My Dear Philip,                                                               January 20, 1981

. . . .My health is still very much the same and I have not been able to preach or do anything else since the beginning of June. I thank God for all His bountiful goodness to me over the long years, and for all He has graciously allowed me and enabled me to do. My supreme desire now is to testify more than ever to the glory and wonder of His grace. I shall greatly value your prayers that I may be given strength to do so to His glory. I am glad to say that God in a marvelous manner is granting Bethan most remarkable health and vigour. He is indeed a gracious God. . . . Yours ever sincerely, D.M. Lloyd-Jones


His mind remained entirely lucid, and he was never confined to bed, but by February 24 he was so weak that he could hardly speak. A few days later his speech was gone. In a shaky hand, he wrote on a scrap of paper for Bethan and the family, ‘Do not pray for healing. Do not hold me back from the glory.’ By smiles and gestures he was able to continue to express himself until the early morning of Sunday, March 1, 1981 the day broke and all shadows fled away.

“This is my final comfort and consolation in this world. My only hope of arriving in glory lies in the fact that the whole of my salvation is God’s work.

“It is grace at the beginning, grace at the end. So that when you and I come to lie upon our deathbeds, the one thing that should comfort and help and strengthen us there is the thing that helped us at the beginning. Not what we have been, not what we have done, but the grace of God in Jesus Christ our Lord. The Christian life starts with grace, it must continue with grace, it ends with grace. Grace, wondrous grace. “By the grace of God I am what I am.” “Yet not I, but the grace of God which was with me.”

Martyn Lloyd-Jones Letters 1919-1981, Selected with Notes by Iain Murray, Banner of Truth

Samuel Davies and the School of Affliction

One of the greatest contributors to the Great Awakening was a pastor and evangelist by the name of Samuel Davies. His life on earth was brief, spanning a mere 37 years, but his influence on American Evangelicalism is immeasurable.  Known, among other things, for his powerful preaching skills, one of his contemporaries noted, “he spoke with a glowing zeal … and an eloquence more impressive and effective than had ever graced the American pulpit.”  Though deeply committed to higher education, Davies’ most important training was obtained in Christ’s school of affliction.   Below is brief excerpt from Iain H. Murray’s, “Revival & Revivalism:  The Making and Marring of American Evangelicalism 1750-1858″:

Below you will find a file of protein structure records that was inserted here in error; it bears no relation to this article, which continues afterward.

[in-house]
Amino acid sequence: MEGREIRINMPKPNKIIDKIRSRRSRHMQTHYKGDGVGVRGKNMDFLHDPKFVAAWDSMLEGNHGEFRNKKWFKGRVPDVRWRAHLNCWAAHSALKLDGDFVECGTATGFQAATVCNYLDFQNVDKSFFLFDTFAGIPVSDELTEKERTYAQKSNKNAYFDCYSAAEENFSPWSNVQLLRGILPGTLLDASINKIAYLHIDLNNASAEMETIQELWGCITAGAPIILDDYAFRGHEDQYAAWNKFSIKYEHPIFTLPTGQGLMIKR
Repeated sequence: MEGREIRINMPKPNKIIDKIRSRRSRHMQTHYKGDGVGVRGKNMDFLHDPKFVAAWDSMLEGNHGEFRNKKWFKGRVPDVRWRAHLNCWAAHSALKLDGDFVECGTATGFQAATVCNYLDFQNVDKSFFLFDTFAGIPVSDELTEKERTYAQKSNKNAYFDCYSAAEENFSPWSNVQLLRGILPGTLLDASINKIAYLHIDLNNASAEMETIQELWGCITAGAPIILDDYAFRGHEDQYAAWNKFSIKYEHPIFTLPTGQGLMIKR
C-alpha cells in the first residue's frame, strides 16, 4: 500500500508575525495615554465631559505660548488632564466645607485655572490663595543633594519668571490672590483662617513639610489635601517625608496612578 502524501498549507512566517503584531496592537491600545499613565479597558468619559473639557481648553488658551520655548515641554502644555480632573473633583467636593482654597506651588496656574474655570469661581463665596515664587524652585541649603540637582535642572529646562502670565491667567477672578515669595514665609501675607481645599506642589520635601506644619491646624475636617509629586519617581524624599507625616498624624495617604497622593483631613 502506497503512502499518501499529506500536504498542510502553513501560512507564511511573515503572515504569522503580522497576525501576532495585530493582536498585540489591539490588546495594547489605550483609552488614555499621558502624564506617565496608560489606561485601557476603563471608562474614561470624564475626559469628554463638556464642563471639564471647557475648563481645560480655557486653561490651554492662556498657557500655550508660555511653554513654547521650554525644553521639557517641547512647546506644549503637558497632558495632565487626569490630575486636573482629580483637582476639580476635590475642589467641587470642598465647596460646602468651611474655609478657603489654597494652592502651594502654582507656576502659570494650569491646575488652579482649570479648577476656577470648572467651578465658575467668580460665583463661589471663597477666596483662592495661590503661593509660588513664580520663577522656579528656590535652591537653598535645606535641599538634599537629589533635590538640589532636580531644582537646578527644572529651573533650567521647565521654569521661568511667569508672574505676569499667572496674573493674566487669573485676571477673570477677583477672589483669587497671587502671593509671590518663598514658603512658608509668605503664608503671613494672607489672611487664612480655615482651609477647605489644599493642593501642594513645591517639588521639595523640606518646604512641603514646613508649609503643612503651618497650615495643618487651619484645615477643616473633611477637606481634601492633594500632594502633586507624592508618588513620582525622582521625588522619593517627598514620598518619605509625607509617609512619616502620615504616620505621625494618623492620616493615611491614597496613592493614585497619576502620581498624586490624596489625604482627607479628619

Oppressed by a sense of his ‘rawness and inexperience’, Davies’ health broke down under the load of preaching and there were fever-ridden nights when people would sit with him until the morning.  By August 1747 his first visit to Hanover was over and he was fit enough to ride the 100 miles back to Delaware, in time to witness the sudden death of his wife and the infant she was carrying on 15 September.  Grief and depression were added to his own bodily weakness:  ‘After I returned from Virginia I spent near a year under melancholy and consumptive languishments, expecting death.’ All this was undoubtedly part of God’s preparation for his future usefulness.  As Archibald Alexander wrote in another context, ‘Too much applause is a dangerous thing to a young minister.’  Davies was soon to see much success, but before it came he had been deeply chastened by a sense of his own infirmity and the consciousness of the brevity of all earthly things.

One of the biggest cancers in the modern day church is the prosperity gospel. It has opened wide the door to the vicious wolves Paul warned of in Acts 20:29 and who, in their total depravity, teach that godliness is a way to financial gain (1 Timothy 6:5).  The truth is, the people most used by God are often the most afflicted by Him.  As George Whitfield, the most notable preacher of the Great Awakening observed, “Christian experience is only learned in the school of affliction.”

Iain H. Murray, Revival & Revivalism: The Making of and Marring of American Evangelicalism 1750-1858 (Pennsylvania: The Banner of Truth Trust, 1994) 8.